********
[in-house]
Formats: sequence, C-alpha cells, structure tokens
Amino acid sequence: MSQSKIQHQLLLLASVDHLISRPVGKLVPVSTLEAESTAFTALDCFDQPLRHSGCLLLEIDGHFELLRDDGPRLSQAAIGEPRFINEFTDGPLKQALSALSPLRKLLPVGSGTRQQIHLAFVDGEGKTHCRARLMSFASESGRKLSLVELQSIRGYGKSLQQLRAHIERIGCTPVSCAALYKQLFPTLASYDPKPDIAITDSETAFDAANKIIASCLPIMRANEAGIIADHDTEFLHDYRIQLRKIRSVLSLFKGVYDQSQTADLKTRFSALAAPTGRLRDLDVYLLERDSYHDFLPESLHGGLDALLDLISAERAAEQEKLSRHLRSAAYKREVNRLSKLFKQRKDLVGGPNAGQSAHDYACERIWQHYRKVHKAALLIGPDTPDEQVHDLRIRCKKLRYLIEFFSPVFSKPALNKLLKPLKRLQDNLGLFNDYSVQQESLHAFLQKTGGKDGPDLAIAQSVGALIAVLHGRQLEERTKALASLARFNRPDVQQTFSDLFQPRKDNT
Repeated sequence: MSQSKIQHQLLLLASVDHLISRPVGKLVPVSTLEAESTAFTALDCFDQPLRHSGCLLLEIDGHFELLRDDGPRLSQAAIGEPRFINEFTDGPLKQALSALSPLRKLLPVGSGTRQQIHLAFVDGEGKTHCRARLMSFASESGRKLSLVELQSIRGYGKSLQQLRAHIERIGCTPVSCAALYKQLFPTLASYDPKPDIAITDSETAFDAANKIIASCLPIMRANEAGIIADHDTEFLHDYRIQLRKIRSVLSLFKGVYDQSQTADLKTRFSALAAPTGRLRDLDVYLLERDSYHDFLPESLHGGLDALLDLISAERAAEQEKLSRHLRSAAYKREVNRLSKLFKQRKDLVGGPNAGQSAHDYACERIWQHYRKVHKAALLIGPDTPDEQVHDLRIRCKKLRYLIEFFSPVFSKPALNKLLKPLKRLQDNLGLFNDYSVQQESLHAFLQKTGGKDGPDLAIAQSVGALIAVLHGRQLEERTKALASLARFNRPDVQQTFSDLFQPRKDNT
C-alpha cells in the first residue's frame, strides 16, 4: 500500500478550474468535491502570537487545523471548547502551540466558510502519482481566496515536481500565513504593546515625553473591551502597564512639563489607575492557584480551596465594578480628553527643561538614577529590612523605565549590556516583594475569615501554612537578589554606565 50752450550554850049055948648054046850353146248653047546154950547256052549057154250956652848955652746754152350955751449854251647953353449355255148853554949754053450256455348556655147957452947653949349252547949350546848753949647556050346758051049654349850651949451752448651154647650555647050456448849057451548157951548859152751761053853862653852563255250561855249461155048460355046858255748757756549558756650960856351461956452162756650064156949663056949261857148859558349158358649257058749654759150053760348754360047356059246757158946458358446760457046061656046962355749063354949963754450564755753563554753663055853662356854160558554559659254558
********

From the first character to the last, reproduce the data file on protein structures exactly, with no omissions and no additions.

[in-house]
Formats: sequence, C-alpha cells, structure tokens
Amino acid sequence: MSQSKIQHQLLLLASVDHLISRPVGKLVPVSTLEAESTAFTALDCFDQPLRHSGCLLLEIDGHFELLRDDGPRLSQAAIGEPRFINEFTDGPLKQALSALSPLRKLLPVGSGTRQQIHLAFVDGEGKTHCRARLMSFASESGRKLSLVELQSIRGYGKSLQQLRAHIERIGCTPVSCAALYKQLFPTLASYDPKPDIAITDSETAFDAANKIIASCLPIMRANEAGIIADHDTEFLHDYRIQLRKIRSVLSLFKGVYDQSQTADLKTRFSALAAPTGRLRDLDVYLLERDSYHDFLPESLHGGLDALLDLISAERAAEQEKLSRHLRSAAYKREVNRLSKLFKQRKDLVGGPNAGQSAHDYACERIWQHYRKVHKAALLIGPDTPDEQVHDLRIRCKKLRYLIEFFSPVFSKPALNKLLKPLKRLQDNLGLFNDYSVQQESLHAFLQKTGGKDGPDLAIAQSVGALIAVLHGRQLEERTKALASLARFNRPDVQQTFSDLFQPRKDNT
Repeated sequence: MSQSKIQHQLLLLASVDHLISRPVGKLVPVSTLEAESTAFTALDCFDQPLRHSGCLLLEIDGHFELLRDDGPRLSQAAIGEPRFINEFTDGPLKQALSALSPLRKLLPVGSGTRQQIHLAFVDGEGKTHCRARLMSFASESGRKLSLVELQSIRGYGKSLQQLRAHIERIGCTPVSCAALYKQLFPTLASYDPKPDIAITDSETAFDAANKIIASCLPIMRANEAGIIADHDTEFLHDYRIQLRKIRSVLSLFKGVYDQSQTADLKTRFSALAAPTGRLRDLDVYLLERDSYHDFLPESLHGGLDALLDLISAERAAEQEKLSRHLRSAAYKREVNRLSKLFKQRKDLVGGPNAGQSAHDYACERIWQHYRKVHKAALLIGPDTPDEQVHDLRIRCKKLRYLIEFFSPVFSKPALNKLLKPLKRLQDNLGLFNDYSVQQESLHAFLQKTGGKDGPDLAIAQSVGALIAVLHGRQLEERTKALASLARFNRPDVQQTFSDLFQPRKDNT
C-alpha cells in the first residue's frame, strides 16, 4: 500500500478550474468535491502570537487545523471548547502551540466558510502519482481566496515536481500565513504593546515625553473591551502597564512639563489607575492557584480551596465594578480628553527643561538614577529590612523605565549590556516583594475569615501554612537578589554606565 50752450550554850049055948648054046850353146248653047546154950547256052549057154250956652848955652746754152350955751449854251647953353449355255148853554949754053450256455348556655147957452947653949349252547949350546848753949647556050346758051049654349850651949451752448651154647650555647050456448849057451548157951548859152751761053853862653852563255250561855249461155048460355046858255748757756549558756650960856351461956452162756650064156949663056949261857148859558349158358649257058749654759150053760348754360047356059246757158946458358446760457046061656046962355749063354949963754450564755753563554753663055853662356854160558554559659254558